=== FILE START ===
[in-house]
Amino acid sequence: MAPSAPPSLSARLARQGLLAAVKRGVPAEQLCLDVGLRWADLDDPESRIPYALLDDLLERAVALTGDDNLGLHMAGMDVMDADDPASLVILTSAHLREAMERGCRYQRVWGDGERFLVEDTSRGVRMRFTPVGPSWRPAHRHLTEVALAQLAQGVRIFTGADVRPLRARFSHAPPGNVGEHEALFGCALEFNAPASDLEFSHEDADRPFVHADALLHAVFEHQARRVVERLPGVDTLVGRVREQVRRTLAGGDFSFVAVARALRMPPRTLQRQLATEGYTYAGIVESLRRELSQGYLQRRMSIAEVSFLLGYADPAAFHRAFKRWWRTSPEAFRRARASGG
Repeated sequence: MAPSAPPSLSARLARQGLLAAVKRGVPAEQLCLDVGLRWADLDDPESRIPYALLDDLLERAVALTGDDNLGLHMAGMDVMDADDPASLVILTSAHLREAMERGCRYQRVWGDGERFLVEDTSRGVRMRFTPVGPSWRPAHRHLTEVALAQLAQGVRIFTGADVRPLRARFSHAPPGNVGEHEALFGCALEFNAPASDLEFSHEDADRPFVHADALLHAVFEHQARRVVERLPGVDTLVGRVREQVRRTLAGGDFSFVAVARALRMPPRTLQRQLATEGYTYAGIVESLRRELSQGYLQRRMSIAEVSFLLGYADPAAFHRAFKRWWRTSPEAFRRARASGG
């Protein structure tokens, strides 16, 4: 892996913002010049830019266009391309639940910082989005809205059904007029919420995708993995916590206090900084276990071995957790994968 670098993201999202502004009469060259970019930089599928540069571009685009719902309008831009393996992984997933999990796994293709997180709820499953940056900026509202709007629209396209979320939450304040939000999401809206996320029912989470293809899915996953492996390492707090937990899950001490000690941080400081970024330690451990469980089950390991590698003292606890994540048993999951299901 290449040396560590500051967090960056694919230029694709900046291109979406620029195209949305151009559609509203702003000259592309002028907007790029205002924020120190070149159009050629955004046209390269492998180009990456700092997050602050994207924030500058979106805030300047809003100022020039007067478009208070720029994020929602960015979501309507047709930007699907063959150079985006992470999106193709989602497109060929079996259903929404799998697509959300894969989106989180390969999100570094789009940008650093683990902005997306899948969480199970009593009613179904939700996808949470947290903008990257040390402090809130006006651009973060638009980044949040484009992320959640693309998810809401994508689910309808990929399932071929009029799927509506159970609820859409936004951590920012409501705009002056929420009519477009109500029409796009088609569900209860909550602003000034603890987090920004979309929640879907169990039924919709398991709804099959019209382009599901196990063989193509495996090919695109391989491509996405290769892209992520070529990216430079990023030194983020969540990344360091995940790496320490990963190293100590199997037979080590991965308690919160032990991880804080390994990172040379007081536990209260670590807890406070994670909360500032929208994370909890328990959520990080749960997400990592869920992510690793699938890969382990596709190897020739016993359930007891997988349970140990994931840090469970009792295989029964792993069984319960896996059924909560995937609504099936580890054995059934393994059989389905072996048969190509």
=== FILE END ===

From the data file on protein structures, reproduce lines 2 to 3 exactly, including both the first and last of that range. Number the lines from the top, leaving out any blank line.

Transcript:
Amino acid sequence: MAPSAPPSLSARLARQGLLAAVKRGVPAEQLCLDVGLRWADLDDPESRIPYALLDDLLERAVALTGDDNLGLHMAGMDVMDADDPASLVILTSAHLREAMERGCRYQRVWGDGERFLVEDTSRGVRMRFTPVGPSWRPAHRHLTEVALAQLAQGVRIFTGADVRPLRARFSHAPPGNVGEHEALFGCALEFNAPASDLEFSHEDADRPFVHADALLHAVFEHQARRVVERLPGVDTLVGRVREQVRRTLAGGDFSFVAVARALRMPPRTLQRQLATEGYTYAGIVESLRRELSQGYLQRRMSIAEVSFLLGYADPAAFHRAFKRWWRTSPEAFRRARASGG
Repeated sequence: MAPSAPPSLSARLARQGLLAAVKRGVPAEQLCLDVGLRWADLDDPESRIPYALLDDLLERAVALTGDDNLGLHMAGMDVMDADDPASLVILTSAHLREAMERGCRYQRVWGDGERFLVEDTSRGVRMRFTPVGPSWRPAHRHLTEVALAQLAQGVRIFTGADVRPLRARFSHAPPGNVGEHEALFGCALEFNAPASDLEFSHEDADRPFVHADALLHAVFEHQARRVVERLPGVDTLVGRVREQVRRTLAGGDFSFVAVARALRMPPRTLQRQLATEGYTYAGIVESLRRELSQGYLQRRMSIAEVSFLLGYADPAAFHRAFKRWWRTSPEAFRRARASGG